Heart monitoring devices; Ted Turner; Continua

By Brian Dolan
11:27 am

Medtronic AdaptaMust-read article on implantable, connected heart failure devices: The New York Times has a must-read article on connected, implantable devices for heart failure. Among the many highlights: "The devices can cost as much as $30,000. Do patients with defibrillators make up for some of that expense with fewer hospitalizations or doctor visits? A study using a similar device, made by Medtronic, suggests that is the case. The Medtronic study, directed by Dr. George Crossley, president of St Thomas Heart at Baptist Hospital in Nashville, involved 2,000 patients randomly assigned to receive a defibrillator that transmitted data or a device that did not transmit. Those with the nontransmitting device were seen in their doctor’s offices every few months, the standard of care. Patients whose devices transmitted spent less time, on average, in the hospital when they were admitted — 3.3 days compared with 4 days — and their hospital costs were $1,600 less per admission. "The plausible reason, we think, is that we got to these people much sooner in the course of their illness,' Dr. Crossley said. 'We think we did not let the people in the remote sensing group get into heart failure.'" More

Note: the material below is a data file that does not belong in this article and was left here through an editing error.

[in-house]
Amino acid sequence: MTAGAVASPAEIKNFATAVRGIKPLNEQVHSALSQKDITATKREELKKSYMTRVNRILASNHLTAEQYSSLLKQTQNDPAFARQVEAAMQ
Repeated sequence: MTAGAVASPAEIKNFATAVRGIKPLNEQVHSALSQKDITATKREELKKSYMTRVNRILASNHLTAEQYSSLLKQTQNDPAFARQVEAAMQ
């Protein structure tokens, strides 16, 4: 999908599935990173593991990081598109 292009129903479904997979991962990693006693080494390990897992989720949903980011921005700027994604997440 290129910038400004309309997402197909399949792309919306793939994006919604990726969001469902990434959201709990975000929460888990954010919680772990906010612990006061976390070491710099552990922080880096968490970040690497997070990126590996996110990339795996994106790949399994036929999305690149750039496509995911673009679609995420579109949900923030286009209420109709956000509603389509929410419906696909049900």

Ted TurnerTed Turner sees the mHealth opportunity: UN Secretary-General Ban Ki-moon named the founder and chairman of the United Nations Foundation, billionaire Ted Turner, an Advocate for the Millennium Development Goals (MDGs). Turner is also keynoting the mHealth Summit coming up at the end of the year in Washington D.C. so it's not surprising he mention mHealth in his remarks about the MDGs: “We need a long-term plan for humanity and the UN’s Millennium Development Goals offer us an urgent to-do list to address the world’s toughest challenges.... The increasing usage of technology and mobile devices is creating new pathways for information-sharing and enhancing the delivery of health care and surveillance... This progress is encouraging but our work is far from over." More

VenaQualcomm teams up with Cambridge Consultants: Two Continua Health Alliance companies have teamed up to create a new, low-cost platform that combines Qualcomm's Wearable Mobile Device cellular module and Cambridge Consultants' Vena software stack. The platform enables the collection of data from Continua certified devices over the Continua Personal Area Network (PAN) interface, and transmits this data over the Continua Wide Area Network (WAN) interface to on-line health services. Vena includes the Bluetooth™ Health Device Profile (HDP) optimized for the secure transport of medical data between health devices at short ranges, while the Qualcomm Wearable Mobile Device supports a variety of 3G networks and provides integrated GPS, an accelerometer and Bluetooth technologies. More

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